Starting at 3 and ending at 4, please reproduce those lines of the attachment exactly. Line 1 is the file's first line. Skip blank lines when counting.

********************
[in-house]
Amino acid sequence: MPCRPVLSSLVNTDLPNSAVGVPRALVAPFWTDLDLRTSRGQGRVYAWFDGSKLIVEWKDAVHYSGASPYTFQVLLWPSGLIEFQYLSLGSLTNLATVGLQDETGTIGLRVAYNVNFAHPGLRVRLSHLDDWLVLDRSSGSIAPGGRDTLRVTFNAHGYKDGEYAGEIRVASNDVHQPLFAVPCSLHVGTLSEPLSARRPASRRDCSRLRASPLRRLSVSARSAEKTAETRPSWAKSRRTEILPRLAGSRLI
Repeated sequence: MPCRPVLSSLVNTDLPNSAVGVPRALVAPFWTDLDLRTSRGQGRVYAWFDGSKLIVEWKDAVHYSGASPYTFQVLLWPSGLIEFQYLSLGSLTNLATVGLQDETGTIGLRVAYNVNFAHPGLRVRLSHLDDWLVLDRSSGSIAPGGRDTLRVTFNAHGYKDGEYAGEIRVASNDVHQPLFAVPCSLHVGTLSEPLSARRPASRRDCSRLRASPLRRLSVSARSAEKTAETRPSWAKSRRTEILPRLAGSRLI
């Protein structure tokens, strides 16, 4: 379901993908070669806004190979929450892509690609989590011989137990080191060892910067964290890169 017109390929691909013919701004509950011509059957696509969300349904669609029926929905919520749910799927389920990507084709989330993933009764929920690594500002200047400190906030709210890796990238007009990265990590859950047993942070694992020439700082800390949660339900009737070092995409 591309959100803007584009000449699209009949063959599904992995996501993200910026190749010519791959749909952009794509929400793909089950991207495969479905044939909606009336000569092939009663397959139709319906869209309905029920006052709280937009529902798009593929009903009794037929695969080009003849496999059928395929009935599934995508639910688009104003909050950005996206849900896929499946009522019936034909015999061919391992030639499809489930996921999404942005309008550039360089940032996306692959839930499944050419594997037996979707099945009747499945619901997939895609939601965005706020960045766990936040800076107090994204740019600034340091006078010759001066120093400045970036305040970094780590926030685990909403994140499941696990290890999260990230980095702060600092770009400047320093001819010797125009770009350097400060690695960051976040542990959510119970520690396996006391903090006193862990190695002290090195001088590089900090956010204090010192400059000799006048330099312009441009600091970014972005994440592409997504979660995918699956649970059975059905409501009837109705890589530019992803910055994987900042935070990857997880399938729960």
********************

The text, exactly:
Repeated sequence: MPCRPVLSSLVNTDLPNSAVGVPRALVAPFWTDLDLRTSRGQGRVYAWFDGSKLIVEWKDAVHYSGASPYTFQVLLWPSGLIEFQYLSLGSLTNLATVGLQDETGTIGLRVAYNVNFAHPGLRVRLSHLDDWLVLDRSSGSIAPGGRDTLRVTFNAHGYKDGEYAGEIRVASNDVHQPLFAVPCSLHVGTLSEPLSARRPASRRDCSRLRASPLRRLSVSARSAEKTAETRPSWAKSRRTEILPRLAGSRLI
């Protein structure tokens, strides 16, 4: 379901993908070669806004190979929450892509690609989590011989137990080191060892910067964290890169 017109390929691909013919701004509950011509059957696509969300349904669609029926929905919520749910799927389920990507084709989330993933009764929920690594500002200047400190906030709210890796990238007009990265990590859950047993942070694992020439700082800390949660339900009737070092995409 591309959100803007584009000449699209009949063959599904992995996501993200910026190749010519791959749909952009794509929400793909089950991207495969479905044939909606009336000569092939009663397959139709319906869209309905029920006052709280937009529902798009593929009903009794037929695969080009003849496999059928395929009935599934995508639910688009104003909050950005996206849900896929499946009522019936034909015999061919391992030639499809489930996921999404942005309008550039360089940032996306692959839930499944050419594997037996979707099945009747499945619901997939895609939601965005706020960045766990936040800076107090994204740019600034340091006078010759001066120093400045970036305040970094780590926030685990909403994140499941696990290890999260990230980095702060600092770009400047320093001819010797125009770009350097400060690695960051976040542990959510119970520690396996006391903090006193862990190695002290090195001088590089900090956010204090010192400059000799006048330099312009441009600091970014972005994440592409997504979660995918699956649970059975059905409501009837109705890589530019992803910055994987900042935070990857997880399938729960």